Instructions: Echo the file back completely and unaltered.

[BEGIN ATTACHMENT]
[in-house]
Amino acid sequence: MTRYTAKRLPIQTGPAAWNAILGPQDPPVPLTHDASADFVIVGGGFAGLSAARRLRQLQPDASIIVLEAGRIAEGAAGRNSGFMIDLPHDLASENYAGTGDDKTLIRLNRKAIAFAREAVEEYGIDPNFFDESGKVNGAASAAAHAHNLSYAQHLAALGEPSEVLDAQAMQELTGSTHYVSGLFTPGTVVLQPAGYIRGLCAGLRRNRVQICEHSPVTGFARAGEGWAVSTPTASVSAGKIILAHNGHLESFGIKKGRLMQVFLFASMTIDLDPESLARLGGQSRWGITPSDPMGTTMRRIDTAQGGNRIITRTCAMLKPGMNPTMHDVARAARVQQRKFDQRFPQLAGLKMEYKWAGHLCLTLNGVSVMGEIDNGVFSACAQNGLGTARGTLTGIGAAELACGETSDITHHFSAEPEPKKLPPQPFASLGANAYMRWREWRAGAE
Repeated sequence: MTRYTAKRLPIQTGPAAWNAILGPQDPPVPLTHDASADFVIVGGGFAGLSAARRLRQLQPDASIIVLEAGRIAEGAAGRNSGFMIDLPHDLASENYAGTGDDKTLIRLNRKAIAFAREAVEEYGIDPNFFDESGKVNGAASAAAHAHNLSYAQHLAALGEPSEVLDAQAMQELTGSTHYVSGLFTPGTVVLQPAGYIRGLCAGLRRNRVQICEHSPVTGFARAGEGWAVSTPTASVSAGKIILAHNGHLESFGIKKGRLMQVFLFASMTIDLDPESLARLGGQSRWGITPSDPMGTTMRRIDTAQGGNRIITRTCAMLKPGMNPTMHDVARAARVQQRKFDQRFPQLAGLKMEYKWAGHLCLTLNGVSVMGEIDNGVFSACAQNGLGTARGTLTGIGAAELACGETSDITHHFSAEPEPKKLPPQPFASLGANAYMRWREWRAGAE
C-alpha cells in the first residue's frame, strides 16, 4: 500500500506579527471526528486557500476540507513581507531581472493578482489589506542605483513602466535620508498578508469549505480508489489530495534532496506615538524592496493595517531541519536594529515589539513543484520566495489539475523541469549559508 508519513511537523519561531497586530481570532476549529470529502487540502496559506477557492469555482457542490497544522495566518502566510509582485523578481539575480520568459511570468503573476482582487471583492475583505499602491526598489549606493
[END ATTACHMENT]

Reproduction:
[in-house]
Amino acid sequence: MTRYTAKRLPIQTGPAAWNAILGPQDPPVPLTHDASADFVIVGGGFAGLSAARRLRQLQPDASIIVLEAGRIAEGAAGRNSGFMIDLPHDLASENYAGTGDDKTLIRLNRKAIAFAREAVEEYGIDPNFFDESGKVNGAASAAAHAHNLSYAQHLAALGEPSEVLDAQAMQELTGSTHYVSGLFTPGTVVLQPAGYIRGLCAGLRRNRVQICEHSPVTGFARAGEGWAVSTPTASVSAGKIILAHNGHLESFGIKKGRLMQVFLFASMTIDLDPESLARLGGQSRWGITPSDPMGTTMRRIDTAQGGNRIITRTCAMLKPGMNPTMHDVARAARVQQRKFDQRFPQLAGLKMEYKWAGHLCLTLNGVSVMGEIDNGVFSACAQNGLGTARGTLTGIGAAELACGETSDITHHFSAEPEPKKLPPQPFASLGANAYMRWREWRAGAE
Repeated sequence: MTRYTAKRLPIQTGPAAWNAILGPQDPPVPLTHDASADFVIVGGGFAGLSAARRLRQLQPDASIIVLEAGRIAEGAAGRNSGFMIDLPHDLASENYAGTGDDKTLIRLNRKAIAFAREAVEEYGIDPNFFDESGKVNGAASAAAHAHNLSYAQHLAALGEPSEVLDAQAMQELTGSTHYVSGLFTPGTVVLQPAGYIRGLCAGLRRNRVQICEHSPVTGFARAGEGWAVSTPTASVSAGKIILAHNGHLESFGIKKGRLMQVFLFASMTIDLDPESLARLGGQSRWGITPSDPMGTTMRRIDTAQGGNRIITRTCAMLKPGMNPTMHDVARAARVQQRKFDQRFPQLAGLKMEYKWAGHLCLTLNGVSVMGEIDNGVFSACAQNGLGTARGTLTGIGAAELACGETSDITHHFSAEPEPKKLPPQPFASLGANAYMRWREWRAGAE
C-alpha cells in the first residue's frame, strides 16, 4: 500500500506579527471526528486557500476540507513581507531581472493578482489589506542605483513602466535620508498578508469549505480508489489530495534532496506615538524592496493595517531541519536594529515589539513543484520566495489539475523541469549559508 508519513511537523519561531497586530481570532476549529470529502487540502496559506477557492469555482457542490497544522495566518502566510509582485523578481539575480520568459511570468503573476482582487471583492475583505499602491526598489549606493